Snow Walks and Waterfalls at Mt. Rainier, Washington

I really don’t want to type out this next line, but I just can’t stop myself.

Did you know there’s more than one way to get high in Washington? 

Cue cringe.

Onto the real story.

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I’m more comfortable amidst sky-high trees than skyscrapers, and fear rustling bears less than the sound of footsteps from a strange man behind me. When my dad and I pulled into Mt. Rainier National Park during our road trip from Washington to California, we collectively felt our blood pressure drop and were ready to spend some time walking through fresh mountain air. Though my dad and I often butt heads politically and generationally (he just can’t understand those damn Millennials), a verbal ceasefire exists whenever we venture outdoors.

I guess you could simply say that a hatred for big cities and love for the wilderness runs in the family, which is why we chose to explore Mt. Rainier instead of seeing any of Washington’s urban highlights.

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The highest mountain in the Cascade Mountain Range, Mt. Rainier is actually an active volcano that, if it erupts, threatens a large part of Seattle. Only skilled mountaineers are able to climb through the glaciers to summit, a three-day journey that only about half of those who attempt will succeed at. It’s a paradise for biking, climbing, hiking, camping, fishing, and all other outdoor thrills.

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With just a single day at Mt. Rainier on our itinerary and no plans on what to hike, we just walked up to random trail heads and ventured from there.

My dad spent years working in the Sierras as a pack station guide, leading tours through the mountains via the backs of horses and mules. As a result, I know a strange amount of mule facts and have even visited Bishop’s Mule Days (an entire festival centered around pack mules) with my dad so that we could pay a homage to the pack station he used to work at. Though he’s a city-dwelling attorney now, he hasn’t lost touch with the wilderness (a few years ago, he spent a week rafting in Alaska’s grizzly territory). He grew up spending the summer near Yosemite and has passed that tradition down to me.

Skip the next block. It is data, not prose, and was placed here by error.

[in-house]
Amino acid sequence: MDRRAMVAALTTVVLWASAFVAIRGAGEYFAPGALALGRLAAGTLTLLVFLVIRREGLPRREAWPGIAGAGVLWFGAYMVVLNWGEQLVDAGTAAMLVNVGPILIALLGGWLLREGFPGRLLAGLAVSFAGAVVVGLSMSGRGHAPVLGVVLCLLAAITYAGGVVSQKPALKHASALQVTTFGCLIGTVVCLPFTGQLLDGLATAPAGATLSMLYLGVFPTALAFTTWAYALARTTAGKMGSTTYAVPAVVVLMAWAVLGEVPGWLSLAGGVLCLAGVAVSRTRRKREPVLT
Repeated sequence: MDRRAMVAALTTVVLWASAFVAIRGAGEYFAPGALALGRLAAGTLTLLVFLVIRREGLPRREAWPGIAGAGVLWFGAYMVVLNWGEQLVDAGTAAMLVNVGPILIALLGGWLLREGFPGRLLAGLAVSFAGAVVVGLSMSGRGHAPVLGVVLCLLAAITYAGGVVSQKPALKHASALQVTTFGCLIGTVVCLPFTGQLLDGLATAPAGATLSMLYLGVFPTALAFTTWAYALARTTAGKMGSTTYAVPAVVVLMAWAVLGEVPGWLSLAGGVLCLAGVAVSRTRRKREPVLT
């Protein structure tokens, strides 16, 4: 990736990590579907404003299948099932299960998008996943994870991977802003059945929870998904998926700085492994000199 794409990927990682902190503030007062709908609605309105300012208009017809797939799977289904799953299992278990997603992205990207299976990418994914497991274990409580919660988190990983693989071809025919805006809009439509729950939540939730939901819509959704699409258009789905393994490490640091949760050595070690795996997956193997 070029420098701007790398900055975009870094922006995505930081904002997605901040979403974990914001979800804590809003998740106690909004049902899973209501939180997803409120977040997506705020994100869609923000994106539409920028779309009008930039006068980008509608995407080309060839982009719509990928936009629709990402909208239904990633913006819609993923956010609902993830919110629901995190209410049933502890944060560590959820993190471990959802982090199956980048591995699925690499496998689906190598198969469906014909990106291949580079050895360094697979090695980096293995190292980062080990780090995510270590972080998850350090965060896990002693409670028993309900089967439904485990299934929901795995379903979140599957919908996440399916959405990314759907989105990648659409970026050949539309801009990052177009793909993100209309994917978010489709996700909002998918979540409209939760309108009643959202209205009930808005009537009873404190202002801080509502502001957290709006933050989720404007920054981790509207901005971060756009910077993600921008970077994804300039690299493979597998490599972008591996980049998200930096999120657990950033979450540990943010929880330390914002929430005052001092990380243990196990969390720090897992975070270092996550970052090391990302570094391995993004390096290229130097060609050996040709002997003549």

“See these?” He pointed to a tall tree with a scorch mark down its side. “Lightning.”

Trees with similar scorch tattoos lined the trail amidst wildflowers and patches of snow. Clouds rolled overhead, threatening to rain and storm. The crisp air started to sting my throat as climbed in elevation. After a down-under summer spent in the heat of Western Australia and Southeast Asia, it felt good to be chilly.
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Along the river, we came across a patch of snow that stretched about fifty feet in front of us on a steep slope.
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“I don’t know about this. If you slip, there’s nothing to stop you before you hit the rocks.”

I looked down. He was right — it’d be a full-speed slide straight into freezing water.  How far to the waterfall downstream?

“Things can go very bad, very quickly in the mountains.” My dad continued — a phrase that has prefaced many exciting childhood stories about his time in the Sierras.

A couple with a baby on the father’s shoulders overtook us and marched through the snow. My dad and I exchanged glances that said, What the hell are they doing? And because we couldn’t chicken out on a path that a baby was going down, we followed. Behind us, three girls took a few timid steps into the snow before turning back.

“We’ll help you.” We offered. The ringleader shook her head and signaled for the others to retreat.

We made it through the second icy patch and saw the family with the baby turn back once they’d reached a third icier, longer, and steeper, pass. We backtracked as well, our hike abruptly cut short by fear, snow, and improper trekking equipment.

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We stuck to the heavily trod trails near waterfalls and main attractions, changing the tune of our trip from being adventurous to relaxing — with no complaints on my end. If only we had more time, I could easily spend weeks exploring the trails of Mt. Rainier National Park without ever feeling bored of the scenery.